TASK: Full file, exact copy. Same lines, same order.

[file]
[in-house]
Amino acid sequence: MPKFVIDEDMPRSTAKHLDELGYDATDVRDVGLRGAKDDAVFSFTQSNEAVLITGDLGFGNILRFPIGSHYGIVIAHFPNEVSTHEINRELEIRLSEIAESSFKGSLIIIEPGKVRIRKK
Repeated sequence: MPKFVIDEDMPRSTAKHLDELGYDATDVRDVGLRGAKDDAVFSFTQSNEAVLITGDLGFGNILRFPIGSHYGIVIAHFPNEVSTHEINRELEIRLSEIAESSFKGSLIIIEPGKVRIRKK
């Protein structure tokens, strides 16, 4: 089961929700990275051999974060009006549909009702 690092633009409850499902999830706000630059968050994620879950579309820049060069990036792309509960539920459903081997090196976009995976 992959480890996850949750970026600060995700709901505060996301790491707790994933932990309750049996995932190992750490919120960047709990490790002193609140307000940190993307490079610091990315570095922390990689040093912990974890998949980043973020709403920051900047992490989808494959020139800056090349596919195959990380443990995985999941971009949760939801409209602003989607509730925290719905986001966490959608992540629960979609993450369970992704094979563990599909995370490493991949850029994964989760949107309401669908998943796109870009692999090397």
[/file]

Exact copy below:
[in-house]
Amino acid sequence: MPKFVIDEDMPRSTAKHLDELGYDATDVRDVGLRGAKDDAVFSFTQSNEAVLITGDLGFGNILRFPIGSHYGIVIAHFPNEVSTHEINRELEIRLSEIAESSFKGSLIIIEPGKVRIRKK
Repeated sequence: MPKFVIDEDMPRSTAKHLDELGYDATDVRDVGLRGAKDDAVFSFTQSNEAVLITGDLGFGNILRFPIGSHYGIVIAHFPNEVSTHEINRELEIRLSEIAESSFKGSLIIIEPGKVRIRKK
């Protein structure tokens, strides 16, 4: 089961929700990275051999974060009006549909009702 690092633009409850499902999830706000630059968050994620879950579309820049060069990036792309509960539920459903081997090196976009995976 992959480890996850949750970026600060995700709901505060996301790491707790994933932990309750049996995932190992750490919120960047709990490790002193609140307000940190993307490079610091990315570095922390990689040093912990974890998949980043973020709403920051900047992490989808494959020139800056090349596919195959990380443990995985999941971009949760939801409209602003989607509730925290719905986001966490959608992540629960979609993450369970992704094979563990599909995370490493991949850029994964989760949107309401669908998943796109870009692999090397």